The game's devil really is in the details
This is the kind of game where the hype in the media is not enough to overtake the huge expectations from fans given the talent involved. Like a rock supergroup or the pairing of a successful actor and director, there's more than enough talent in Shadows of the Damned to think it'll be one of the best games of the year. Overseen by Shinji Mikami (Resident Evil 4, Vanquish), Goichi Suda or Suda 51 (Killer 7, No More Heroes) with music by Silent Hill composer Akira Yamaoka, how can you not get excited? And even right out of the gate, the game delivers some great first impressions. A unique look, batshit crazy concepts and humor and a gameplay similar to the acclaimed RE4 and it's easy to think the game is another classic. But then you play it more and it comes across as slightly messy, it's trying way too hard to be funny and certain sequences or gameplay mechanics are so frustrating, you wondered who thought they'd be a good idea in the first place.
The game centers on Garcia Hotspur, a Mexican demon hunter who travels around with a transforming talking skull named Johnson and is in love with a hot blonde named Paula. But when the Lord of the Underworld, Fleming, kidnaps her and takes her to the Underworld, Garcia and Johnson go after him and face a bunch of nasty baddies, feed strawberries to demon baby doors and make a ton of dick jokes as you work your way through this 8 hour adventure.
There's nothing wrong with a linear adventure and I never understood why people have an issue with that. If there's a good story that somebody wants to tell, better to cut off the excess fat and allow you to just play and have the pacing work for you. And indeed the game has some great pacing. There's always something new ahead and from different enemy encounters to puzzles and even a weird turret sequence, the game does an admirable job of pushing you along. Until you get to this 2D shooting section which not only controls really slow and sluggishly but it goes on for too long and for me it killed the pacing whenever it came on. And yet there's like...3 sections of it at least.
Johnson in certain respects is the star of the show since not only did most of the laughs came from him but gameplay-wise, he's incredibly useful. Using a Tron-like effect to switch into different weapons, Johnson can be a Boner (pistol) Skullcussioner (Shotgun) or the Teether (machine gun). After certain bosses, you'll find an upgrade for each such as the Boner shooting explosive mines, the Shotgun allowing for a huge bomb or the Teether with lock-on capabilities. The gameplay itself is very much RE4 with similar camera angles, creepy and hostile environments and the occasional puzzle. Where Shadows of the Damned doesn't excel at here is the aiming which I never felt comfortable with and there was always a disconnect between where my bullets should go based on just how it looks versus where the actual reticule is going. This can be doubly frustrating when enemies crowd you or get you into a corner and the camera makes it really hard to see where you're actually going.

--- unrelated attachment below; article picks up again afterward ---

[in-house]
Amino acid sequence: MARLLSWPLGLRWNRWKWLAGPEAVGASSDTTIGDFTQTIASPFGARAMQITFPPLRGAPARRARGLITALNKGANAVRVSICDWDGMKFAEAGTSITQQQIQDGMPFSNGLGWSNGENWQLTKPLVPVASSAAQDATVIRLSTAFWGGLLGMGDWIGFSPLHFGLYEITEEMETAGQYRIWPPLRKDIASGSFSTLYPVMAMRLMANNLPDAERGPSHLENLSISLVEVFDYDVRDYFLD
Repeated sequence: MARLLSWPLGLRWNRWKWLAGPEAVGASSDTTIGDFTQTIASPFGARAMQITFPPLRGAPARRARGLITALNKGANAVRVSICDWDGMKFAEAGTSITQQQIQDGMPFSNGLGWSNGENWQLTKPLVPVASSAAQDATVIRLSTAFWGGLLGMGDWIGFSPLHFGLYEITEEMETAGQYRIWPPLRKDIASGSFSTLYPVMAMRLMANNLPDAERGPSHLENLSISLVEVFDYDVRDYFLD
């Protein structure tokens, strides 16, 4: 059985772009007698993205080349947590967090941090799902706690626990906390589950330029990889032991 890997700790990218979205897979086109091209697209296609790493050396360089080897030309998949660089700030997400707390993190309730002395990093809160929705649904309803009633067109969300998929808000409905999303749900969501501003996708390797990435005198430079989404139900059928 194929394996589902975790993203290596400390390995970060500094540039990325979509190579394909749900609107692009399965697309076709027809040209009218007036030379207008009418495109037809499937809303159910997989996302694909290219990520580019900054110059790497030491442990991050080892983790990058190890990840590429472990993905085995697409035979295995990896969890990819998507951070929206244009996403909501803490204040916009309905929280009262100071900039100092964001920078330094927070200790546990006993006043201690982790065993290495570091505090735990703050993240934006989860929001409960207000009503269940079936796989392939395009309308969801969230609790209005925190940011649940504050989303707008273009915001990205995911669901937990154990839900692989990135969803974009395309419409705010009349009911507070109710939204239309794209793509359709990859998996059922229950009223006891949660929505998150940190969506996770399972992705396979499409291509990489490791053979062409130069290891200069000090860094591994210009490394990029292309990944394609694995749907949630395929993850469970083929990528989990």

The bosses on the other hand are quite intense and similar to Metroid and Zelda bosses, require certain strategies on how to kill them. And yet it can also be a pain because some of them feel like they just take way too long. The final bosses in particular are guilty of this for me since I must've spent literally 20 minutes fighting one then ran right smack into 2 more that took roughly 10 minutes each. But they're incredibly intimidating and one boss, who constantly screams "fuuuuuuck yoooooou!" in a high-pitched voice always made me laugh.
The game utilizes a darkness mechanic almost similar to Metroid Prime 2 where the world will be covered in a kind of purple haze (sadly, no Hendrix) where you'll constantly take damage unless you make it to safe areas, shoot goat heads with a lightshot or turn off switches that power certain doors. These can be quite intense and thankfully since health drinks (or should I say, booze) tend to be in plentiful supply, they never come across as cheap or designed really poorly.
As far as the look of the game, it's very unique and although the humor can at times try very very hard to make one laugh, there is the occasional chuckle such as an Alanis Morrissette joke and the aforementioned foul-mouthed boss. From catacombs to villages and even a heavily-neon'd city, the game certainly has some cool locales though, since this is Unreal, expect a ton of graphic pop-in and it's funny loading into a game and the textures literally load all the way down a tunnel one by one. The music is absolutely stellar and Yamaoka brings his intense flavor once again that he often uses in Silent Hill. Even the voice acting is spot-on and although the concept of constantly re-seeing your loved one get killed over and over is something I would've liked more exploration of and the dialogue can get cheesy, there's no dead ends as far as voice acting is concerned.
The game took me 8 hours with 21 out of 80 upgrades on Normal but there's 2 things that may prevent you from completely buying the game: there is NO New Game+ option and difficulty achievements don't stack so you'd think beating it on Normal, the game would realize "well obviously you can tackle Easy then so have that achievement too"? No, you literally have to go through the game 3 times and nothing carries over between playthroughs and nothing changes either. As somebody who absolutely adored Killer 7 and quite enjoyed the No More Heroes games, Shadows of the Damned is a weird disappointment. While I love the fact the game is trying to be as out there as it can, there's too much issues with the little things that I can't really forgive.